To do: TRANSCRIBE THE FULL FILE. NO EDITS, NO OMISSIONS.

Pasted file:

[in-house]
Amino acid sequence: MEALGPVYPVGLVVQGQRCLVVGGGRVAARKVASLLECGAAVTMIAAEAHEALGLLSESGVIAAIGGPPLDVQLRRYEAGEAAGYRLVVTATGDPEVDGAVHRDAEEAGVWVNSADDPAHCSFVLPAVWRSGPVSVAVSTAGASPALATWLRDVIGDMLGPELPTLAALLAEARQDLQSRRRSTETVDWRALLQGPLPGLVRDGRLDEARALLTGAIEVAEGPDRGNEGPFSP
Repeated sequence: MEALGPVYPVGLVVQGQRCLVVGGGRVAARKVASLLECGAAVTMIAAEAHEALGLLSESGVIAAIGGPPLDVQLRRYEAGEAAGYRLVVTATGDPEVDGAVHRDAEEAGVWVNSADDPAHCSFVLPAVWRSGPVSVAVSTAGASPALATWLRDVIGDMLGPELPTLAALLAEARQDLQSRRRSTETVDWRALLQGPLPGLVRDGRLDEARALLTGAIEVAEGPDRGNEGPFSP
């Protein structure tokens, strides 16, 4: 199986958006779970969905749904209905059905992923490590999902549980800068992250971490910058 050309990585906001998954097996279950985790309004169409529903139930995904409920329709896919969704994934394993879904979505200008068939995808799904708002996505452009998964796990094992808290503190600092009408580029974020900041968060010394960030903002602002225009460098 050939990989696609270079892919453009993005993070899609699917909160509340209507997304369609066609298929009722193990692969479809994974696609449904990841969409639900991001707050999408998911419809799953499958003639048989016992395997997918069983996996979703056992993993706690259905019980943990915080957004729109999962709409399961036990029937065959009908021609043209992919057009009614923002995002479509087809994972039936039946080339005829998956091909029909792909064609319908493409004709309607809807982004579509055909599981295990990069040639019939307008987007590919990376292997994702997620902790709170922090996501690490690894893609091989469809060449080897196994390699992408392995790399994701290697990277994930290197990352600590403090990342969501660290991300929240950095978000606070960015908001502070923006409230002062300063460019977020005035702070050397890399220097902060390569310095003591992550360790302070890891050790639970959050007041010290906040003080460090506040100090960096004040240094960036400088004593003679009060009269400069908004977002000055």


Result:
[in-house]
Amino acid sequence: MEALGPVYPVGLVVQGQRCLVVGGGRVAARKVASLLECGAAVTMIAAEAHEALGLLSESGVIAAIGGPPLDVQLRRYEAGEAAGYRLVVTATGDPEVDGAVHRDAEEAGVWVNSADDPAHCSFVLPAVWRSGPVSVAVSTAGASPALATWLRDVIGDMLGPELPTLAALLAEARQDLQSRRRSTETVDWRALLQGPLPGLVRDGRLDEARALLTGAIEVAEGPDRGNEGPFSP
Repeated sequence: MEALGPVYPVGLVVQGQRCLVVGGGRVAARKVASLLECGAAVTMIAAEAHEALGLLSESGVIAAIGGPPLDVQLRRYEAGEAAGYRLVVTATGDPEVDGAVHRDAEEAGVWVNSADDPAHCSFVLPAVWRSGPVSVAVSTAGASPALATWLRDVIGDMLGPELPTLAALLAEARQDLQSRRRSTETVDWRALLQGPLPGLVRDGRLDEARALLTGAIEVAEGPDRGNEGPFSP
């Protein structure tokens, strides 16, 4: 199986958006779970969905749904209905059905992923490590999902549980800068992250971490910058 050309990585906001998954097996279950985790309004169409529903139930995904409920329709896919969704994934394993879904979505200008068939995808799904708002996505452009998964796990094992808290503190600092009408580029974020900041968060010394960030903002602002225009460098 050939990989696609270079892919453009993005993070899609699917909160509340209507997304369609066609298929009722193990692969479809994974696609449904990841969409639900991001707050999408998911419809799953499958003639048989016992395997997918069983996996979703056992993993706690259905019980943990915080957004729109999962709409399961036990029937065959009908021609043209992919057009009614923002995002479509087809994972039936039946080339005829998956091909029909792909064609319908493409004709309607809807982004579509055909599981295990990069040639019939307008987007590919990376292997994702997620902790709170922090996501690490690894893609091989469809060449080897196994390699992408392995790399994701290697990277994930290197990352600590403090990342969501660290991300929240950095978000606070960015908001502070923006409230002062300063460019977020005035702070050397890399220097902060390569310095003591992550360790302070890891050790639970959050007041010290906040003080460090506040100090960096004040240094960036400088004593003679009060009269400069908004977002000055």